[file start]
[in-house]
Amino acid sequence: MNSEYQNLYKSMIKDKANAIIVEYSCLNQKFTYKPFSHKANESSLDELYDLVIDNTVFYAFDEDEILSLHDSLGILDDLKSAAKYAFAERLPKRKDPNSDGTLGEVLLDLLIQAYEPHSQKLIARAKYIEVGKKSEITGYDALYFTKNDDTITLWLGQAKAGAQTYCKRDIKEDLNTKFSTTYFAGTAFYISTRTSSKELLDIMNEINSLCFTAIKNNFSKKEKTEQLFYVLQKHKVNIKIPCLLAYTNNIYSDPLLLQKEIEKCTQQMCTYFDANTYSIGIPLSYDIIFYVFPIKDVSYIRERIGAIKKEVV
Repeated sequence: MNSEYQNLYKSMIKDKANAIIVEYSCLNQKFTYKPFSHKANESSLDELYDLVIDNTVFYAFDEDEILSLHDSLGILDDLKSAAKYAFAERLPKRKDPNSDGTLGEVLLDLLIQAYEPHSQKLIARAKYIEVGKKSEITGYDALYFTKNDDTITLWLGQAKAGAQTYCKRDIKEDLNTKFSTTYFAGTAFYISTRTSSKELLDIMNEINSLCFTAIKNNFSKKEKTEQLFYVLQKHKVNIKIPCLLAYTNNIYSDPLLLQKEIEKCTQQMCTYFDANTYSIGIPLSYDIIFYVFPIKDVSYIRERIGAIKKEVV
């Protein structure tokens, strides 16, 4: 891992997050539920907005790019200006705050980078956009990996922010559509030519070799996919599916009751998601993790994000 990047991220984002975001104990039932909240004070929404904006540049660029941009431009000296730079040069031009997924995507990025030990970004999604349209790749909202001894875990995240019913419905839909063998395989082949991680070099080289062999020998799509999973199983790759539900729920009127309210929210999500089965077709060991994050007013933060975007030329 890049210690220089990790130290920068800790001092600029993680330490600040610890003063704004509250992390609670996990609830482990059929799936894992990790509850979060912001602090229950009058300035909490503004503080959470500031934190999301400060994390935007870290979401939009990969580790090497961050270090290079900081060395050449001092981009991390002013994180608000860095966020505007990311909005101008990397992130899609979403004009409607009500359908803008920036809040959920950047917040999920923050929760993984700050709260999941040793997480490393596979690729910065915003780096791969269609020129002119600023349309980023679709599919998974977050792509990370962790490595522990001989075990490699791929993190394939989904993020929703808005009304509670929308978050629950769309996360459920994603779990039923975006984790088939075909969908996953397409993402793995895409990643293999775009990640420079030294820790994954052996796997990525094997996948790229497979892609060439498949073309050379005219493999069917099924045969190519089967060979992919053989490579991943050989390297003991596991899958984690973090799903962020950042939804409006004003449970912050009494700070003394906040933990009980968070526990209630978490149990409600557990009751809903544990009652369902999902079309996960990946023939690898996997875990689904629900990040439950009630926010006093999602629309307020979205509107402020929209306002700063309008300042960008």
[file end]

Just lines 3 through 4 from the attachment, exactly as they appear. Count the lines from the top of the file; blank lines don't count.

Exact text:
Repeated sequence: MNSEYQNLYKSMIKDKANAIIVEYSCLNQKFTYKPFSHKANESSLDELYDLVIDNTVFYAFDEDEILSLHDSLGILDDLKSAAKYAFAERLPKRKDPNSDGTLGEVLLDLLIQAYEPHSQKLIARAKYIEVGKKSEITGYDALYFTKNDDTITLWLGQAKAGAQTYCKRDIKEDLNTKFSTTYFAGTAFYISTRTSSKELLDIMNEINSLCFTAIKNNFSKKEKTEQLFYVLQKHKVNIKIPCLLAYTNNIYSDPLLLQKEIEKCTQQMCTYFDANTYSIGIPLSYDIIFYVFPIKDVSYIRERIGAIKKEVV
């Protein structure tokens, strides 16, 4: 891992997050539920907005790019200006705050980078956009990996922010559509030519070799996919599916009751998601993790994000 990047991220984002975001104990039932909240004070929404904006540049660029941009431009000296730079040069031009997924995507990025030990970004999604349209790749909202001894875990995240019913419905839909063998395989082949991680070099080289062999020998799509999973199983790759539900729920009127309210929210999500089965077709060991994050007013933060975007030329 890049210690220089990790130290920068800790001092600029993680330490600040610890003063704004509250992390609670996990609830482990059929799936894992990790509850979060912001602090229950009058300035909490503004503080959470500031934190999301400060994390935007870290979401939009990969580790090497961050270090290079900081060395050449001092981009991390002013994180608000860095966020505007990311909005101008990397992130899609979403004009409607009500359908803008920036809040959920950047917040999920923050929760993984700050709260999941040793997480490393596979690729910065915003780096791969269609020129002119600023349309980023679709599919998974977050792509990370962790490595522990001989075990490699791929993190394939989904993020929703808005009304509670929308978050629950769309996360459920994603779990039923975006984790088939075909969908996953397409993402793995895409990643293999775009990640420079030294820790994954052996796997990525094997996948790229497979892609060439498949073309050379005219493999069917099924045969190519089967060979992919053989490579991943050989390297003991596991899958984690973090799903962020950042939804409006004003449970912050009494700070003394906040933990009980968070526990209630978490149990409600557990009751809903544990009652369902999902079309996960990946023939690898996997875990689904629900990040439950009630926010006093999602629309307020979205509107402020929209306002700063309008300042960008």